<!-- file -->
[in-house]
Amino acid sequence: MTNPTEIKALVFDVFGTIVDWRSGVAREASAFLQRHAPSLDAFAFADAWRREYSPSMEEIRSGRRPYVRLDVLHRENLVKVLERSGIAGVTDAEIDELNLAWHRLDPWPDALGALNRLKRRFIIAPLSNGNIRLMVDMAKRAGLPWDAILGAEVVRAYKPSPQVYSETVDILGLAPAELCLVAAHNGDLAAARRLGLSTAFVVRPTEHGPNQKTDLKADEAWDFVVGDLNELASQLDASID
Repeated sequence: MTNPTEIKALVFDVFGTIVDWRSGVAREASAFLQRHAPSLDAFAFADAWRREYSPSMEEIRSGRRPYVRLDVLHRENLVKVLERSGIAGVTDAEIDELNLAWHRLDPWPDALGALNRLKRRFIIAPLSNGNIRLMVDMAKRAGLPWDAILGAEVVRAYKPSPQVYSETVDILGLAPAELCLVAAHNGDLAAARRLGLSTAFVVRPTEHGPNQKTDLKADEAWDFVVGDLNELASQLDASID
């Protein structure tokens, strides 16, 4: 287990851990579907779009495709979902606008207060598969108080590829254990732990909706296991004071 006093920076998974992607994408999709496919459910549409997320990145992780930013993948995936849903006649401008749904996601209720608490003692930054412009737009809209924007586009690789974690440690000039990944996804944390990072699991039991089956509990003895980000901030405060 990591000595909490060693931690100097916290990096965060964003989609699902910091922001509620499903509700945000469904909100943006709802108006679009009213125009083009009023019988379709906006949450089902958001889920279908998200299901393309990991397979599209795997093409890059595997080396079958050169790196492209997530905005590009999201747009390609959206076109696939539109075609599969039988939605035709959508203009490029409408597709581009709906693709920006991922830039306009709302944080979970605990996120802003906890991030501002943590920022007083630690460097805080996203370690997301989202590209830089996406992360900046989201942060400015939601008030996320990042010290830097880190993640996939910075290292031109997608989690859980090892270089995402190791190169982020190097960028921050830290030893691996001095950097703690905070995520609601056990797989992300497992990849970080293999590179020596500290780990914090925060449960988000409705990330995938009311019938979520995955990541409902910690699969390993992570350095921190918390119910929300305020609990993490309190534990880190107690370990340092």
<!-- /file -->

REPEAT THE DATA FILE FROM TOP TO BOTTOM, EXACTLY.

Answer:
[in-house]
Amino acid sequence: MTNPTEIKALVFDVFGTIVDWRSGVAREASAFLQRHAPSLDAFAFADAWRREYSPSMEEIRSGRRPYVRLDVLHRENLVKVLERSGIAGVTDAEIDELNLAWHRLDPWPDALGALNRLKRRFIIAPLSNGNIRLMVDMAKRAGLPWDAILGAEVVRAYKPSPQVYSETVDILGLAPAELCLVAAHNGDLAAARRLGLSTAFVVRPTEHGPNQKTDLKADEAWDFVVGDLNELASQLDASID
Repeated sequence: MTNPTEIKALVFDVFGTIVDWRSGVAREASAFLQRHAPSLDAFAFADAWRREYSPSMEEIRSGRRPYVRLDVLHRENLVKVLERSGIAGVTDAEIDELNLAWHRLDPWPDALGALNRLKRRFIIAPLSNGNIRLMVDMAKRAGLPWDAILGAEVVRAYKPSPQVYSETVDILGLAPAELCLVAAHNGDLAAARRLGLSTAFVVRPTEHGPNQKTDLKADEAWDFVVGDLNELASQLDASID
């Protein structure tokens, strides 16, 4: 287990851990579907779009495709979902606008207060598969108080590829254990732990909706296991004071 006093920076998974992607994408999709496919459910549409997320990145992780930013993948995936849903006649401008749904996601209720608490003692930054412009737009809209924007586009690789974690440690000039990944996804944390990072699991039991089956509990003895980000901030405060 990591000595909490060693931690100097916290990096965060964003989609699902910091922001509620499903509700945000469904909100943006709802108006679009009213125009083009009023019988379709906006949450089902958001889920279908998200299901393309990991397979599209795997093409890059595997080396079958050169790196492209997530905005590009999201747009390609959206076109696939539109075609599969039988939605035709959508203009490029409408597709581009709906693709920006991922830039306009709302944080979970605990996120802003906890991030501002943590920022007083630690460097805080996203370690997301989202590209830089996406992360900046989201942060400015939601008030996320990042010290830097880190993640996939910075290292031109997608989690859980090892270089995402190791190169982020190097960028921050830290030893691996001095950097703690905070995520609601056990797989992300497992990849970080293999590179020596500290780990914090925060449960988000409705990330995938009311019938979520995955990541409902910690699969390993992570350095921190918390119910929300305020609990993490309190534990880190107690370990340092």